To regain the growth momentum, Agarwal feels, wind will have to establish its cost superiority compared to other renewable sources especially solar. This can only be achieved by investing in technology by turbine manufacturing companies. We have seen times (early 2000s) when PLF of 24 per cent were considered good with a CAPEX of around Rs 60 million per MW. Now bidders are factoring in PLFs as high as 40 per cent with just a marginal increase in capex to around Rs 65 million per MW. This has led to drastic reduction in wind tariff to as low as Rs 2.43 per unit discovered in an auction conducted in December 2017 by Gujarat state Discom. Can it go down further and how fast? And, the bigger question is: Can the tariffs for wind go down faster than solar? Right now, solar is looking to win the race but much will depend on research and development being done by this wind turbine suppliers. According to Agarwal, if they are able to achieve better generation levels with lesser increase in CAPEX requirement, the tide can change.
Suzlon gaining strength
Suzlon has commissioned 626 MW of wind power projects in the financial year 2017-18 (FY18), the highest installations by any player during the fiscal, claims Chalasani. He assd, “With this, Suzlon has gained a market share of 35 per cent despite an extremely challenging year for the sector and several hurdles due to the transition from FiT to bidding regime.”
Suzlon’s market share has been continuously growing: from a market share of 19 per cent in FY15, the wind major has attained a market share of 35 per cent in FY18. From 7,500 MW bidding completed, Suzlon has the largest share of order win from capacities auctioned till date, the company informs.
“Suzlon is well positioned to reap the benefits in this new business regime with our end-to-end solutions, continuous investment in India specific wind turbine technology, vertically integrated operations and best in class services. Technological innovations will continue to be the bedrock of our growth. Our current order book is of 1,134 MW,” Chalasani said.
Recent initiatives at Suzlon
In FY18 Suzlon and associates commissioned the first Operational Offshore LiDAR based Met Station in the Arabian Sea
Launched India’s tallest 2. 1 MW WTG (S111 – 140m)
Launched India’s largest 2. 1 MW WTG (S120 – 140m)
Launched India’s largest rotor diameter 2.6 to 2.8 MW WTG (S128 – 140m).
Recent initiatives at ReGen Powertech
ReGen Powertech has launched ‘Multi-brand Services’ (ISP) for O&M of other company wind turbines also. The company is progressing in the areas of ‘solar hybridisation’ and new high efficiency wind turbine models profitable for such low tariff, informs Dr Kawishwar.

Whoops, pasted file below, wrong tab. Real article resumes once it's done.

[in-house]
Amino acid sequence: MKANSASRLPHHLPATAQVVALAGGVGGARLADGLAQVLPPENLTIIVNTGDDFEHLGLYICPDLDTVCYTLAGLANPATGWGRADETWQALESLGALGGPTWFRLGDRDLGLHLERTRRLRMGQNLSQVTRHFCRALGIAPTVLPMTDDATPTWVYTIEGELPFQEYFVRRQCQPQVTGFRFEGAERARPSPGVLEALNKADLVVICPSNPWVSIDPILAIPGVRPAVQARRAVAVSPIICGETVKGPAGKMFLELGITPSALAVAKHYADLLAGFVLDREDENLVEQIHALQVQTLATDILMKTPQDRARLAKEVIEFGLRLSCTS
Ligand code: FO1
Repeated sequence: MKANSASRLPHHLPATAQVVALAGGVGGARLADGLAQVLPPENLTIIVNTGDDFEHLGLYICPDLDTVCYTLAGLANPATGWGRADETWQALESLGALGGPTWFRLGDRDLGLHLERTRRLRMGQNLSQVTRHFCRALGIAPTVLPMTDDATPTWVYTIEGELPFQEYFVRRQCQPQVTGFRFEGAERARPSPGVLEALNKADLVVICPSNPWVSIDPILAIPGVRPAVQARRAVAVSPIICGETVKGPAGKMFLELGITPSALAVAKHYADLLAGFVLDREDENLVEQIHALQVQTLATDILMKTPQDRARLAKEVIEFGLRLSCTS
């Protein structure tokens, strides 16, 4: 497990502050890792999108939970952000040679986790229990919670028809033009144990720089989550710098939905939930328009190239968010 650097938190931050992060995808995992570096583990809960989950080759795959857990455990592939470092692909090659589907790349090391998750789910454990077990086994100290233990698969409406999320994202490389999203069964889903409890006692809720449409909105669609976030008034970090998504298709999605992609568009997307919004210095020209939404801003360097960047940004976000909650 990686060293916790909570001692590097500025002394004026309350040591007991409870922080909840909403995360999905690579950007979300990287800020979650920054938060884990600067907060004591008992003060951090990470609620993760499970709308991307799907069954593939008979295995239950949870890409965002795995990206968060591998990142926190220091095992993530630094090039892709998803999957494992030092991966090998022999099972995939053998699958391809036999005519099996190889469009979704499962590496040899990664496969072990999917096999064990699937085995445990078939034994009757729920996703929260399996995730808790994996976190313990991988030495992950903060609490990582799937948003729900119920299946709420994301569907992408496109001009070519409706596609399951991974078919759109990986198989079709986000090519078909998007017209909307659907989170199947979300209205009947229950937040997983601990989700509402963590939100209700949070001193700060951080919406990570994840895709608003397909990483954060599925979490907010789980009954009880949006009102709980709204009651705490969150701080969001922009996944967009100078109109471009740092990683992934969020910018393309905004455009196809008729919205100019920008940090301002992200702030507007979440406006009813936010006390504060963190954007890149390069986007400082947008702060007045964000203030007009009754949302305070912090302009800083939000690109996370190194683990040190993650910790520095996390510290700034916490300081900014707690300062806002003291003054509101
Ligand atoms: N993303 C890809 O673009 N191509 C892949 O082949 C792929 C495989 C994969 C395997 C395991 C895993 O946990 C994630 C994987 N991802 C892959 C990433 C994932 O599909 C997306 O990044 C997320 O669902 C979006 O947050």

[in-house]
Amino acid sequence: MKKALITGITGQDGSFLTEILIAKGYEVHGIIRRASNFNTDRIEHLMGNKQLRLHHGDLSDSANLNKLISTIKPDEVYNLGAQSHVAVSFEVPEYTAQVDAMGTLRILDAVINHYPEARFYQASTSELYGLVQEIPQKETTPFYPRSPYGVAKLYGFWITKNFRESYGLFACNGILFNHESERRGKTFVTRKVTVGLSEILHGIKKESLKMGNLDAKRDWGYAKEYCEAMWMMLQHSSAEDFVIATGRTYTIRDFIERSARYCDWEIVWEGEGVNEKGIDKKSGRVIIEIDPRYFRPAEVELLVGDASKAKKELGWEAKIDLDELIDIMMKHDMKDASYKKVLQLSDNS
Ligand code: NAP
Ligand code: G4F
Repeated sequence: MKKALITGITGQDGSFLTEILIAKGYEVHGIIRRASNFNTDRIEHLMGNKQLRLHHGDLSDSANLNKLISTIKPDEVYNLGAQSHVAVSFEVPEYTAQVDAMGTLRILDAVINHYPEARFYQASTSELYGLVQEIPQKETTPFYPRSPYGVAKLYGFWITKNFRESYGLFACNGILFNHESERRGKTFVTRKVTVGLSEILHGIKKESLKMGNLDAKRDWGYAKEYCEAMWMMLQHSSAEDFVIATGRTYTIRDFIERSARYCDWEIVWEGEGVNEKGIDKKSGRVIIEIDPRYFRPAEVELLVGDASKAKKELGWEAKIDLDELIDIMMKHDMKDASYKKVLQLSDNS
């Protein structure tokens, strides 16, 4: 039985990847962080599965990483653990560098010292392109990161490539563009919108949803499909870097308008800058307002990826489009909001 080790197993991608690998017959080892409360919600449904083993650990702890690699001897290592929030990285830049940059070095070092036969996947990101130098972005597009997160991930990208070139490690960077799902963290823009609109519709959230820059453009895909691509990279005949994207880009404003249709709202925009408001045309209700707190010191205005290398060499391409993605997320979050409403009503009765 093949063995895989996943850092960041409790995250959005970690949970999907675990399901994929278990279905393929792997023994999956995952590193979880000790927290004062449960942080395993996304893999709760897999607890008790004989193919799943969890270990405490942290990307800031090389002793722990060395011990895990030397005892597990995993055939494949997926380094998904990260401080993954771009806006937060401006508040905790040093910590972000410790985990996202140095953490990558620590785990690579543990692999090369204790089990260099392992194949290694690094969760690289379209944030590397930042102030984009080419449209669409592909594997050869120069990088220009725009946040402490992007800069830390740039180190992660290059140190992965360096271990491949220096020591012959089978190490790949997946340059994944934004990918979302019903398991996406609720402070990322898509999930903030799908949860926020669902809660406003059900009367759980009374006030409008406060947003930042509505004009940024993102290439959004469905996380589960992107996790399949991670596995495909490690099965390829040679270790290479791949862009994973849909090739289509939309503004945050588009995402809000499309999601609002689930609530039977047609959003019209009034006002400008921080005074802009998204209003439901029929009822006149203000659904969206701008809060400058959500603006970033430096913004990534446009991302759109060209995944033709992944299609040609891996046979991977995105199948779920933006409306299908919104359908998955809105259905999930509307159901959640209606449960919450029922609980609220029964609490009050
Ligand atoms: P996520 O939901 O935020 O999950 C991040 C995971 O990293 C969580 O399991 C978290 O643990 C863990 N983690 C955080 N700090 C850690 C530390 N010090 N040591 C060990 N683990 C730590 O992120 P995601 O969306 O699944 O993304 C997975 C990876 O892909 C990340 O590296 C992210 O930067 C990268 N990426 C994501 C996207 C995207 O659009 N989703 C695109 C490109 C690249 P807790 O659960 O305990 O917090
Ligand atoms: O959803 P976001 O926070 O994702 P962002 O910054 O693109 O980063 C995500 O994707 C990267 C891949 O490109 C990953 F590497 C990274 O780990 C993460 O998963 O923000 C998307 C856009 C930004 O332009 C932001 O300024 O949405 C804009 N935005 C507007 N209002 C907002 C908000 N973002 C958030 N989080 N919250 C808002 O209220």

Technologies that help to improve wind turbine efficiency
Institutionalisation of energy management systems with a scope to generate optimum energy for 25 years and implementation of RE Efficiency Standards – IEC 13273 have helped to improve efficiency hence energy economics, comments Dr Sanjiv Kawishwar of ReGen Powertech while talking about the technology that helps to improve wind turbine efficiency.
Today, for wind turbine manufacturers, the focus is on developing products with higher energy yield, reducing Levelized Cost of Energy (LCoE) and maintaining cost competitiveness.
Apart from a host of other features including aerodynamic profile and material of blades, hub height and wing span are the two major factors leading to increase in PLFs. Hub height has slowly increased from 50 metres (in 1990s and early 2000s) to 130-140 metres in majority of the upcoming wind projects. Suzlon recently commissioned its S128 machine with 140 metres hub height and capacity of 2.8 MW. A mere increase in hub height totally changes the kind of resource one is looking at. While at 50 meters hub-height, total wind resource in India was estimated at 48 GW, the same increased to 102 GW at 80 meters hub height. The same potential increases to more than 300 GW at 100 metres hub height (as
per analysis by National Institute of Wind Energy). “More hub height means one can install bigger blades covering more span/area resulting in better power generation (due to more energy transfer). Lighter blades with better aerodynamic profile also have a role to play in better generation estimates for these bigger turbines,” explains Ankur Agarwal from Ind-Ra. Suzlon’s Group CEO J P Chalasani also said, “Innovation in tower and blade technologies aimed towards making unviable wind sites viable, ensuring better yield and increasing tturbine utilisation havebeen the key focus areas”
By Subhajit Roy, Group Editor